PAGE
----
The morning after Senator Klobuchar’s town hall, Senator Harris was at the New Hampshire Institute of Politics for a Politics & Eggs event. Harris’ stop came after a town hall event in Portsmouth where many in line had to be turned away because there wasn’t enough capacity in the venue.

Harris addressed affiliates and members of the New England Council as well as students of Saint Anselm College before taking questions. Her remarks centered on three issues: middle-class tax relief, education reform, and climate change. She promised that, as a candidate for president, she would “speak truths” on the trail and be honest with the American people.

She opened her speech by addressing questions that she would not seriously contest the New Hampshire primary. Harris denied these rumors, saying she plans on competing in New Hampshire and that she intends to do “very well” in the nation’s first primary.

Emily Burns ‘22 was in the audience on Tuesday. She said she was “really excited” to see Harris come to the hilltop. Burns thought the senator “spoke incredibly eloquently” and said she seemed “very presidential.”

Despite her glowing review of Harris’ performance, Burns was unsure that she would support the candidate down the road. “I’m not totally sure yet,” she said when asked if she was leaning towards supporting the senator from California. “One of my big concerns is prison reform and while she spoke about that, she has a kind of questionable past in that area,” Burns explained.

The controversy over Harris’ past as a prosecutor has been a major factor in the race so far, with some questioning whether Harris’ commitment to criminal justice reform can be genuine given her past. For her part, the candidate embraced her record during her speech at Politics & Eggs, talking about how she was inspired to become a prosecutor by some lawyers of the Civil Rights Movement, including Thurgood Marshall.

In a recent poll conducted by Saint Anselm College, Harris was viewed the third-most favorably by New Hampshire voters. She only trailed former Vice President Joe Biden (D-DE) and Senator Bernie Sanders (D-VT). Sanders announced a presidential campaign on Tuesday.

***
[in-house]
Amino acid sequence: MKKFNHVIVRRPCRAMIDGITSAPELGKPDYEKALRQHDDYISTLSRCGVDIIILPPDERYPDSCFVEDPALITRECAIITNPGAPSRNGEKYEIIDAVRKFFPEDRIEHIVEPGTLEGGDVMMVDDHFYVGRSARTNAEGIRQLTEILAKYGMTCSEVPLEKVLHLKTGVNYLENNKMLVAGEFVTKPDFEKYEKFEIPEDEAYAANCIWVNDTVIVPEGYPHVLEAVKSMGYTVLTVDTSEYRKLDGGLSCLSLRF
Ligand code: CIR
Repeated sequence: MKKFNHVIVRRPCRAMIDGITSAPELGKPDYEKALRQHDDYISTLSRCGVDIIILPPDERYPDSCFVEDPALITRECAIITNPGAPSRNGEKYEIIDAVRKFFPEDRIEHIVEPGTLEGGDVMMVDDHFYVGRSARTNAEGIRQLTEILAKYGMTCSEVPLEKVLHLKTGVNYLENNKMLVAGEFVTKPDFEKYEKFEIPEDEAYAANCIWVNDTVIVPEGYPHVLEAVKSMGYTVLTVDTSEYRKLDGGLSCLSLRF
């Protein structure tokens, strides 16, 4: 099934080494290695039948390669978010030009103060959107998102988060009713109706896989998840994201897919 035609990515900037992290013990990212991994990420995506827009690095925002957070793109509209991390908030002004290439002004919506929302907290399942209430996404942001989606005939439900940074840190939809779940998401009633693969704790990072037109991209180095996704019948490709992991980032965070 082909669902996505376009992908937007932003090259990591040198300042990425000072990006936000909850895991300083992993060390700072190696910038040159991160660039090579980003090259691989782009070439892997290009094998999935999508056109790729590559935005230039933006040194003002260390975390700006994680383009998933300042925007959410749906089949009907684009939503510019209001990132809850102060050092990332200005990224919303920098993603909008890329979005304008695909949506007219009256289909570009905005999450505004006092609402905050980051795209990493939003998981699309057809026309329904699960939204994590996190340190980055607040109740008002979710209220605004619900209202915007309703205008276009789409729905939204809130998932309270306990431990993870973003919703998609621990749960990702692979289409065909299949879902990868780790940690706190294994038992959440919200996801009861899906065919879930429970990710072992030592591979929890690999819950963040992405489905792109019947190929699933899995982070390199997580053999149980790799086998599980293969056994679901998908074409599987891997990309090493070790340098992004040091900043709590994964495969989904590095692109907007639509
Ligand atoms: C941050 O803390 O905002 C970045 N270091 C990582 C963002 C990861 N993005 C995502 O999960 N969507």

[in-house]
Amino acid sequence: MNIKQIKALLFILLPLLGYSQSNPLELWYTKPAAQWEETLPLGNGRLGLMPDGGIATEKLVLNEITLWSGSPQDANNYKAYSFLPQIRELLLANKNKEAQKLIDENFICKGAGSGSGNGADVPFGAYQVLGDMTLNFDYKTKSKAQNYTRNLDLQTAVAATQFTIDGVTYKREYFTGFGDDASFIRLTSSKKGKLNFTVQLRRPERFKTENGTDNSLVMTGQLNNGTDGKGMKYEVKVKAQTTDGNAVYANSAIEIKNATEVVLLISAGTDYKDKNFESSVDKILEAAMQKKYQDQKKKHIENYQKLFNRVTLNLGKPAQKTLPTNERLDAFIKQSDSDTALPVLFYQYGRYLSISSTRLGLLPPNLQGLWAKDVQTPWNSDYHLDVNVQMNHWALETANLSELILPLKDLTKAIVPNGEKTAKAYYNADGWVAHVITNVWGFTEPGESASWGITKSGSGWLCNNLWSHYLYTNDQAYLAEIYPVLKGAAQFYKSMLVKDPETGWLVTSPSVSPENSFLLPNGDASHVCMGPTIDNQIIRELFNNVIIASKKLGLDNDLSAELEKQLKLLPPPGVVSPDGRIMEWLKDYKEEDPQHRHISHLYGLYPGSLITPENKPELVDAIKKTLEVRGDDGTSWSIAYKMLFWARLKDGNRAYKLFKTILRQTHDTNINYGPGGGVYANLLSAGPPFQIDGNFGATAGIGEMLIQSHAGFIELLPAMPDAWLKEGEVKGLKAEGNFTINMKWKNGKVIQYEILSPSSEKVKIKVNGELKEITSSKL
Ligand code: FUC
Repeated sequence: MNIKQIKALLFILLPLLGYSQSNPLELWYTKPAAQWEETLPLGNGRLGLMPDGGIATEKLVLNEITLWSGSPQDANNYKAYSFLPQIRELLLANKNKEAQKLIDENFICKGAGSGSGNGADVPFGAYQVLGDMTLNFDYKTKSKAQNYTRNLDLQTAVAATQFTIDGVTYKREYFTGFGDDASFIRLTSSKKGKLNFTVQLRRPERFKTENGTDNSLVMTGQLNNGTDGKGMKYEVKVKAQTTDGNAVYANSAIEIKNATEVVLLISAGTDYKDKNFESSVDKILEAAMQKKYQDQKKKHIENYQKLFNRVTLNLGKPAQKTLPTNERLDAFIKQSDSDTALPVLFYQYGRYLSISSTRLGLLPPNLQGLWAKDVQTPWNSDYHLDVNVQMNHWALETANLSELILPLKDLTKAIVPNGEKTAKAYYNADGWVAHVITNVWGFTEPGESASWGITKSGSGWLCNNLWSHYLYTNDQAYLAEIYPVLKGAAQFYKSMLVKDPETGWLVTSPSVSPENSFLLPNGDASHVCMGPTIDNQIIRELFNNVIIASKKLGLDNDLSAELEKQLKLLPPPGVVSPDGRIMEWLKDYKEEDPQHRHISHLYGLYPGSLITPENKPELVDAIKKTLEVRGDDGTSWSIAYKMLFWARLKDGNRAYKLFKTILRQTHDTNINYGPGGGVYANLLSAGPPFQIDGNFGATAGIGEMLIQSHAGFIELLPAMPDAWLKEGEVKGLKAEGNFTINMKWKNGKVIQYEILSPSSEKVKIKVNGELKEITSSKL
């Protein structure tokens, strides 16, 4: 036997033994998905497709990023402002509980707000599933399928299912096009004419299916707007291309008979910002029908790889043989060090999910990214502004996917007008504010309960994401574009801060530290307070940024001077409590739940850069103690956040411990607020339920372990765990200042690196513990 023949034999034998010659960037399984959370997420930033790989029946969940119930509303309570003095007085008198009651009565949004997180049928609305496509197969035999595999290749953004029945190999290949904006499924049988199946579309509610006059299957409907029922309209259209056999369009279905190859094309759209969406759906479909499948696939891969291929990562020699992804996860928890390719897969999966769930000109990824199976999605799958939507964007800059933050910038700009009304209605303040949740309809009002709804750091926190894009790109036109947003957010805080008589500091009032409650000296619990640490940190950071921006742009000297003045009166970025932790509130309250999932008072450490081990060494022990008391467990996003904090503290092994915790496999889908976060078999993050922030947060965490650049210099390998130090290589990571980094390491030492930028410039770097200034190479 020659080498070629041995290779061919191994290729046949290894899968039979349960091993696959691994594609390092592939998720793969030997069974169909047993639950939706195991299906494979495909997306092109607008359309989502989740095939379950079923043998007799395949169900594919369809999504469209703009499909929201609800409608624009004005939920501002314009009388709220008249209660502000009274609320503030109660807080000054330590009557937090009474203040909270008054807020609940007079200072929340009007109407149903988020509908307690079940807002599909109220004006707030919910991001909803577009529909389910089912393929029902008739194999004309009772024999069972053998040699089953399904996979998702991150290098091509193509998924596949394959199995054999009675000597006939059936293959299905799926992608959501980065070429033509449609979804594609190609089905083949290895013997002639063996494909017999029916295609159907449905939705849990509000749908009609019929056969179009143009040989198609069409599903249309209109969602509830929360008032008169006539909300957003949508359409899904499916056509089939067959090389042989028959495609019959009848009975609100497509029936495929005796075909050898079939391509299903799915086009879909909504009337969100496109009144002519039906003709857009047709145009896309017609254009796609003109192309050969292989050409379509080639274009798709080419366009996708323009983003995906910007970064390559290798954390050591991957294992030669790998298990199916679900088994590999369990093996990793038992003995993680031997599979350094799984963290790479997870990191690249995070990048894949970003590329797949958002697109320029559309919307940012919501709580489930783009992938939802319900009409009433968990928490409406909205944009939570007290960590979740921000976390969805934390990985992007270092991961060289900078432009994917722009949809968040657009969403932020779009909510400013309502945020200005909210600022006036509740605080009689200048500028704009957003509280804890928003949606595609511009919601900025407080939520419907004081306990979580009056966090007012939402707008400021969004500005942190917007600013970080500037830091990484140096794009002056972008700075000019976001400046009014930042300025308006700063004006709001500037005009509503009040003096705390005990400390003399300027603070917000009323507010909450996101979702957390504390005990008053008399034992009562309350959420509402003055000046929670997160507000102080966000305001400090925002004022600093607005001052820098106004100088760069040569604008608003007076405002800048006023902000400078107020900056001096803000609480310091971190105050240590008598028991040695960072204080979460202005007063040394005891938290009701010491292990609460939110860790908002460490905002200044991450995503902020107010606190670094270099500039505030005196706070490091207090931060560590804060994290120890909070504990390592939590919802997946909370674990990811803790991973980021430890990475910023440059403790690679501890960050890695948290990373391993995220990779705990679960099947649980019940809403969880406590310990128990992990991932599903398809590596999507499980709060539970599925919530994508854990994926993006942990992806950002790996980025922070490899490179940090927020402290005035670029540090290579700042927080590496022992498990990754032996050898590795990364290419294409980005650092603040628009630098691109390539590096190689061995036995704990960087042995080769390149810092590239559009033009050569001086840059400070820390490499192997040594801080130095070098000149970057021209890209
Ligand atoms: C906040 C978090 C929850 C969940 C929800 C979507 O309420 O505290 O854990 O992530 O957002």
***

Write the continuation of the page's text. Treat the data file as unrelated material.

Crisis in Virginia Continues to Spread

Governor Ralph Northam (D-VA) has denied that he was the person wearing blackface in a photo on his yearbook page. (Photo by Alex Edelman, Getty Images)

For more than two weeks, Virginia has been embroiled in a scandal that seems like it will never end.

A photo of Virginia Governor Ralph Northam’s 1984 yearbook from Eastern Virginia Medical School emerged on Friday, February 1. On Governor Northam’s page of the yearbook, two men are seen at what seems like a Halloween party: one in blackface and one in a Ku Klux Klan hood and robe.

Initially, Governor Northam, elected in 2017 as a Democrat, acknowledged that he was one of the men in the photo but couldn’t remember if he was the one in blackface or the one in the Klan hood. He then backtracked and said, upon recollection, he was not in the photo in the yearbook but had dressed in blackface in college to dress like Michael Jackson.

Democrats and Republicans alike both immediately called for Governor Northam to resign. He has held out against those calls so far, telling CBS’ Gayle King “Right now, Virginia needs someone that can heal. There’s no better person to do that than a doctor. Virginia also needs someone who is strong, who has empathy, who has courage and who has a moral compass. And that’s why I’m not going anywhere.”